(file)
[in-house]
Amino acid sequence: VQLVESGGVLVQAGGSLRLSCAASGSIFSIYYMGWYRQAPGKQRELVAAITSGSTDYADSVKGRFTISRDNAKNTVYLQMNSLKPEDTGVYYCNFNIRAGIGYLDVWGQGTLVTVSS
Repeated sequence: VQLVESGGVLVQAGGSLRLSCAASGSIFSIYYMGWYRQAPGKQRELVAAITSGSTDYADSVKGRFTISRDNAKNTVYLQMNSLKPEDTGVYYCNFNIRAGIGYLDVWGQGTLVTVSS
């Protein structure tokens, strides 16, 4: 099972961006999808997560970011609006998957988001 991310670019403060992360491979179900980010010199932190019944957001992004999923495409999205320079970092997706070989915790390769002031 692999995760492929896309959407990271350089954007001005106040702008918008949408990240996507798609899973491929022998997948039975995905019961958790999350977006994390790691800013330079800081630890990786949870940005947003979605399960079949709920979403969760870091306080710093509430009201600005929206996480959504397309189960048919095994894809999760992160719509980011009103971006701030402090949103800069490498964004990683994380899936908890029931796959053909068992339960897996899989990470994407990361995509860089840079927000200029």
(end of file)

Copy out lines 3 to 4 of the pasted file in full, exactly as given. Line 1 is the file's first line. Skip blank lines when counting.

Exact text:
Repeated sequence: VQLVESGGVLVQAGGSLRLSCAASGSIFSIYYMGWYRQAPGKQRELVAAITSGSTDYADSVKGRFTISRDNAKNTVYLQMNSLKPEDTGVYYCNFNIRAGIGYLDVWGQGTLVTVSS
């Protein structure tokens, strides 16, 4: 099972961006999808997560970011609006998957988001 991310670019403060992360491979179900980010010199932190019944957001992004999923495409999205320079970092997706070989915790390769002031 692999995760492929896309959407990271350089954007001005106040702008918008949408990240996507798609899973491929022998997948039975995905019961958790999350977006994390790691800013330079800081630890990786949870940005947003979605399960079949709920979403969760870091306080710093509430009201600005929206996480959504397309189960048919095994894809999760992160719509980011009103971006701030402090949103800069490498964004990683994380899936908890029931796959053909068992339960897996899989990470994407990361995509860089840079927000200029």